Here's Arnold Kling:
...the principles of good intellectual debate are not that obscure. Just make arguments as if you were trying to change the mind of a reasonable person on the other side. I believe that the reason that we don’t observe much of this is that most people are trying to raise their status within their own tribe rather than engage in reasoned discourse. It’s sad that reasoned discourse does not raise one’s status as much as put-downs and expressions of outrage.I suspect this isn't new - much debate (and not just political debate) is tribal. I guess Jonathan Swift made the point well:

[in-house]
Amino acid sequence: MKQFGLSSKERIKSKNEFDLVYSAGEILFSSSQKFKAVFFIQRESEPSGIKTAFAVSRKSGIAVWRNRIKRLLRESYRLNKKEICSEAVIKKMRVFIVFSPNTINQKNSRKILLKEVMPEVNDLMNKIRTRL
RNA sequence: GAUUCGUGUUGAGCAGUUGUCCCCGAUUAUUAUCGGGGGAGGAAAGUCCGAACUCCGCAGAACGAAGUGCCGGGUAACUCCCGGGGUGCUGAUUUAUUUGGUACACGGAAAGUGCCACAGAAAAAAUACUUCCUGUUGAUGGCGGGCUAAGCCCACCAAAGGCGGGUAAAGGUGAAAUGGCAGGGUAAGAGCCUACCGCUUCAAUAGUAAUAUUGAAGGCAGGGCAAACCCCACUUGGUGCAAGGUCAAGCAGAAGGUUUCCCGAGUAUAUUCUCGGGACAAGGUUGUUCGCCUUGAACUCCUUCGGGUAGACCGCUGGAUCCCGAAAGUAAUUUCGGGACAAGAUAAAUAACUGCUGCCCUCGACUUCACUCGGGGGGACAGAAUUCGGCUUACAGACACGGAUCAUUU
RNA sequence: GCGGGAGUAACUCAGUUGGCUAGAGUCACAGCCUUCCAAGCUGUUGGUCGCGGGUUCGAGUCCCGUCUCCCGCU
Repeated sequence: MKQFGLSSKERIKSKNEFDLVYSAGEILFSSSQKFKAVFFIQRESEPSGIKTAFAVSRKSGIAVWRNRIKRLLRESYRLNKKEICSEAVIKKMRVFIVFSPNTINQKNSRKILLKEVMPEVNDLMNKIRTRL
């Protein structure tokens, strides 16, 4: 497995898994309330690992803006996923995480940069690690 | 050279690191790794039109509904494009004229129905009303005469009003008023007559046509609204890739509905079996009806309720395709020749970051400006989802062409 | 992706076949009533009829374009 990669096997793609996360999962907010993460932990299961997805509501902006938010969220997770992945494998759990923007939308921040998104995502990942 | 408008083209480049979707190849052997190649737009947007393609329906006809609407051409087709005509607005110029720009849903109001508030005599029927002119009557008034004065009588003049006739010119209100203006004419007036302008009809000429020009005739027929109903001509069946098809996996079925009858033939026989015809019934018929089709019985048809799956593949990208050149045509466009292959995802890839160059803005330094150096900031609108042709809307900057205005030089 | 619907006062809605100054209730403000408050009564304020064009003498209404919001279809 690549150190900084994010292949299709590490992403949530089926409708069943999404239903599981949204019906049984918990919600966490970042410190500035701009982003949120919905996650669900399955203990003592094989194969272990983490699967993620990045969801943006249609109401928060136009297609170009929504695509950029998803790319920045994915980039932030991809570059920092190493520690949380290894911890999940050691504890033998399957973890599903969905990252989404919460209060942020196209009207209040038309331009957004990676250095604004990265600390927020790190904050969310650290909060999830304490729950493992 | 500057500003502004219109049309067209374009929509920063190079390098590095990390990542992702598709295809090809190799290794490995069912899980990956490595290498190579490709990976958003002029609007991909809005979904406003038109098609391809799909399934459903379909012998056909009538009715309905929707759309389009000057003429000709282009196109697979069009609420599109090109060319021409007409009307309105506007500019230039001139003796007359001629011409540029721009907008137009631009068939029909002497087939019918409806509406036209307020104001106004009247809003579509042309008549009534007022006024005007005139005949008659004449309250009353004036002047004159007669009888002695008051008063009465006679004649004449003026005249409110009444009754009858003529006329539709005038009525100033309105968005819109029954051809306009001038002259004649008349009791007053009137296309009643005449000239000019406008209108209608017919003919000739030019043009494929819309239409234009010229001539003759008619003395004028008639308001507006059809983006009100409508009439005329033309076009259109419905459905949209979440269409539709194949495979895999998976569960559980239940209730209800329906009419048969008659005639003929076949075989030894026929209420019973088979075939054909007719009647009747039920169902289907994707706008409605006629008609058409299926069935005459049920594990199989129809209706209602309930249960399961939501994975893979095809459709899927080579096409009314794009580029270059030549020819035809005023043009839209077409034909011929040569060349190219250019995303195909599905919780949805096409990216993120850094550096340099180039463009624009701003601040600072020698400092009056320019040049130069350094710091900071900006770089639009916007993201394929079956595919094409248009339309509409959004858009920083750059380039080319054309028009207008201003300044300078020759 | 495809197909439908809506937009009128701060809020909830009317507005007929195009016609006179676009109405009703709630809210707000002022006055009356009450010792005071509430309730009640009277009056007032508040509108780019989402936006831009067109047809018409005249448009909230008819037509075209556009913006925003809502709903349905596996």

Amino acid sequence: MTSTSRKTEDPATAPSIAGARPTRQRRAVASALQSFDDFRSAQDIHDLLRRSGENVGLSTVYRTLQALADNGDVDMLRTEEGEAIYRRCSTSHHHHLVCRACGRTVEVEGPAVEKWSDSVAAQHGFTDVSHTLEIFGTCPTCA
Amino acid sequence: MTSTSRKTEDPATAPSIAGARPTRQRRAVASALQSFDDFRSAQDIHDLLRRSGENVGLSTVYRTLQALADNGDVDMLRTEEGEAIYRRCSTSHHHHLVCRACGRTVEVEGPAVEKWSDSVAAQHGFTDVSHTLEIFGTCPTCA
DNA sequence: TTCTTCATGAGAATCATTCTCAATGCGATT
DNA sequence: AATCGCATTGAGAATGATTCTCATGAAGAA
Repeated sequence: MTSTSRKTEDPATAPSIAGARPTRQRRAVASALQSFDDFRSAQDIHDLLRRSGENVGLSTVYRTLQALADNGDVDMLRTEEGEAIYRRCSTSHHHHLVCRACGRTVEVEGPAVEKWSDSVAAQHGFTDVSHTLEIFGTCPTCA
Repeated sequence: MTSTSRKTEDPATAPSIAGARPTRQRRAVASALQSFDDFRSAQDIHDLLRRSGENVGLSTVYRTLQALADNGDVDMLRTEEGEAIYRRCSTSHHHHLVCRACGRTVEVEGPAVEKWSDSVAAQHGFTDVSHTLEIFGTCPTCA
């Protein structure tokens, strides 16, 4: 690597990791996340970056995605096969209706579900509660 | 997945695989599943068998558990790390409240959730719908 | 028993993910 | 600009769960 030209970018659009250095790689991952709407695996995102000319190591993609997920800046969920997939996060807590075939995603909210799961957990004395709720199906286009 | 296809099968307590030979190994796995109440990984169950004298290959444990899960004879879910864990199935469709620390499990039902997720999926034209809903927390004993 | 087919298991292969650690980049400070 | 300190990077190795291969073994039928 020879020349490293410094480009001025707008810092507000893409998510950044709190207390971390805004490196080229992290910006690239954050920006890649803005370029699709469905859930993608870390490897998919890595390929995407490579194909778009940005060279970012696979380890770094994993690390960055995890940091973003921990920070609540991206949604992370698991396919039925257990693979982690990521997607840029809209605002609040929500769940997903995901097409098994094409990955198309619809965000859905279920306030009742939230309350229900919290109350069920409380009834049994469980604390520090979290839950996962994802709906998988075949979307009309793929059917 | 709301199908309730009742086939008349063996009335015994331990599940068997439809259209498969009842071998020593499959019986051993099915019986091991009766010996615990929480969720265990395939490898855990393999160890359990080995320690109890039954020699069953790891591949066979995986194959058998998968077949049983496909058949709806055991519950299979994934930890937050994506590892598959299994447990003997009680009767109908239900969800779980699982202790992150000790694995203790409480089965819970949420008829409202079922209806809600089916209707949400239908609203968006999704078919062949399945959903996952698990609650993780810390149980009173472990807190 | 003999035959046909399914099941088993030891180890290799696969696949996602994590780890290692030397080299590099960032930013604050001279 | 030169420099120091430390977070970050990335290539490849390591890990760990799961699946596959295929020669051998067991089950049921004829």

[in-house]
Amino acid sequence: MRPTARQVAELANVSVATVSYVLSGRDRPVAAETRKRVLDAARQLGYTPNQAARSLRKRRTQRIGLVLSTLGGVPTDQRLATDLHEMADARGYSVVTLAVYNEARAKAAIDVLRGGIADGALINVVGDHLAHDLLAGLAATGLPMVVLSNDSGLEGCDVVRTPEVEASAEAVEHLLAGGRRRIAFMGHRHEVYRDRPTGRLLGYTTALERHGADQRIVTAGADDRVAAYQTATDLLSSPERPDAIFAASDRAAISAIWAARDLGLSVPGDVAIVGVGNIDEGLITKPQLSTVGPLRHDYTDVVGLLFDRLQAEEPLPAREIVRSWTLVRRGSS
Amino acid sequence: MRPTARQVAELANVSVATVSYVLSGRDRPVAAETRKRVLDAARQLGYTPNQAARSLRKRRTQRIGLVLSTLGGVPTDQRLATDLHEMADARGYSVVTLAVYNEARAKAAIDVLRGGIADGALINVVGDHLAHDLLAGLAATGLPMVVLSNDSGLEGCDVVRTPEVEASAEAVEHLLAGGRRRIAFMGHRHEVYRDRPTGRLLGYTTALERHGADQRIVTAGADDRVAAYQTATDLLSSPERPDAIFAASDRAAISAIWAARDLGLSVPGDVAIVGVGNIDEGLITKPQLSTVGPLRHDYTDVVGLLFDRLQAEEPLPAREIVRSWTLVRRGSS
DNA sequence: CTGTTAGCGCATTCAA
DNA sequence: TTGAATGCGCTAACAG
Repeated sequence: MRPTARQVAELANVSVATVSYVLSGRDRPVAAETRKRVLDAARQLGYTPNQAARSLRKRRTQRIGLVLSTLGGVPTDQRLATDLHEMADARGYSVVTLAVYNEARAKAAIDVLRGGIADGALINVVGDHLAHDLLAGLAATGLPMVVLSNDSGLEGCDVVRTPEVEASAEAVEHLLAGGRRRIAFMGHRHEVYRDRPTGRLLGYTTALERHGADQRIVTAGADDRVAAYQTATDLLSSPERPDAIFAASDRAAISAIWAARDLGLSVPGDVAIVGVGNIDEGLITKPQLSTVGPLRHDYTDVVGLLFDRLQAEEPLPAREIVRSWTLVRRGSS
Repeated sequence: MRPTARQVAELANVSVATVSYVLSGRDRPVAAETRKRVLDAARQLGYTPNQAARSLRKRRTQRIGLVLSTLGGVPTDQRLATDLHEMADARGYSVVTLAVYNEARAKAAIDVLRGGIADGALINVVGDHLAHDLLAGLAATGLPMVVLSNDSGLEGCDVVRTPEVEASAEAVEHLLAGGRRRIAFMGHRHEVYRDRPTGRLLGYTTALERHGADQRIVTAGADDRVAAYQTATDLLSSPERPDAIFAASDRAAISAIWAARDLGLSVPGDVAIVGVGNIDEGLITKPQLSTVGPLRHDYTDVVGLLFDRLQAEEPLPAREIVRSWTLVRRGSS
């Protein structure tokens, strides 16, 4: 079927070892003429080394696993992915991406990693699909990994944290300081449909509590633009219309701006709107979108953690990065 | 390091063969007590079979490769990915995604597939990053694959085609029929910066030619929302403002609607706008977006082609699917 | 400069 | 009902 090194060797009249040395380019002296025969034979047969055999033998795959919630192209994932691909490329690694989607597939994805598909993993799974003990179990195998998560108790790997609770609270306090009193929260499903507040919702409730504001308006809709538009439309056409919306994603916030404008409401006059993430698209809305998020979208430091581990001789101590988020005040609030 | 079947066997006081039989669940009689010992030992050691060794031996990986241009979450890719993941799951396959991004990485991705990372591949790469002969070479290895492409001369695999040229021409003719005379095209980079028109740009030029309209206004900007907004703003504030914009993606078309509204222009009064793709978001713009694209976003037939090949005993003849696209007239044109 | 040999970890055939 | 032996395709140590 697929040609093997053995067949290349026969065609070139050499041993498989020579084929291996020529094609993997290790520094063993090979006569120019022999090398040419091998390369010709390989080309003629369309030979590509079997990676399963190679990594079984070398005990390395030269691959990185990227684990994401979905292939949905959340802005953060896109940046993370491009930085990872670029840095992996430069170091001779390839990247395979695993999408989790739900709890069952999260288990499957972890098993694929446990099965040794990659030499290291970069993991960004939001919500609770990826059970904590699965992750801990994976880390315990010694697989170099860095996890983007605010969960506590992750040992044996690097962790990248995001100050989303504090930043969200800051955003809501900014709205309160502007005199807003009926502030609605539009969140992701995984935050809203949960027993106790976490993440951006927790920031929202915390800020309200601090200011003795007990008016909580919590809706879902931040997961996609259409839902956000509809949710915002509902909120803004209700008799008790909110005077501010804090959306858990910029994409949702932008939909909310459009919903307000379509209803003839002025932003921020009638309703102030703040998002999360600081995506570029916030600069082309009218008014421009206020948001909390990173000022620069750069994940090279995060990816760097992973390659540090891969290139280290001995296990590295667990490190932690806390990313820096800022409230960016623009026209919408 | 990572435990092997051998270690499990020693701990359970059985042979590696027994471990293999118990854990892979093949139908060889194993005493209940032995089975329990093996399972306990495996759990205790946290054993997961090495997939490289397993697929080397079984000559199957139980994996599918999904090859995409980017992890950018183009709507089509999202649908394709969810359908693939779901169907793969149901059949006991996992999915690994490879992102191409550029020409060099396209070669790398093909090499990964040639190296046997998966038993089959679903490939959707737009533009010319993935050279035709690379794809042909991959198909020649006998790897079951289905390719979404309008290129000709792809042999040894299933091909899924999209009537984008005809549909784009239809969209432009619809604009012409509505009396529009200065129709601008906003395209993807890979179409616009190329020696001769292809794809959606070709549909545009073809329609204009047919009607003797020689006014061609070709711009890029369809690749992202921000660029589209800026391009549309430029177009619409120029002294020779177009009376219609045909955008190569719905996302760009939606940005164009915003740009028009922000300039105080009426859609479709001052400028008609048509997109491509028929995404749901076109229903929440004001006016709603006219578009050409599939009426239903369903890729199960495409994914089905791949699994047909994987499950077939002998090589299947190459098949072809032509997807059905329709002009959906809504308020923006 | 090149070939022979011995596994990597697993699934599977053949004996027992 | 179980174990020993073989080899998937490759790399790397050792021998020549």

Whereupon the emperor his father published an edict, commanding all his subjects, upon great penalties, to break the smaller end of their eggs. The people so highly resented this law, that our histories tell us, there have been six rebellions raised on that account; wherein one emperor lost his life, and another his crown. These civil commotions were constantly fomented by the monarchs of Blefuscu; and when they were quelled, the exiles always fled for refuge to that empire. It is computed that eleven thousand persons have at several times suffered death, rather than submit to break their eggs at the smaller end. Many hundred large volumes have been published upon this controversy...The other day - seeing as how I'd received a gift of £25 on a plastic card - I was wandering round Waterstones. It struck me then that many of the books on display are designed to appeal to a fan club rather than to present an argument for all - from Naomi Klein's latest poorly-research rant through books on Brexit written entirely to shore up one or other side's argument to the kind of flag-waving certainty given to us by pop psychology, lifestyle and self-help writers. And don't get me wrong, this makes complete sense - once you've got a bunch of unquestioning fans, writing to appeal to them is clearly the best option (assuming you want to sell loads of books and buy a new house or maybe a whole island). These books are, however, akin to those 'many hundred large volumes' that Gulliver was told about.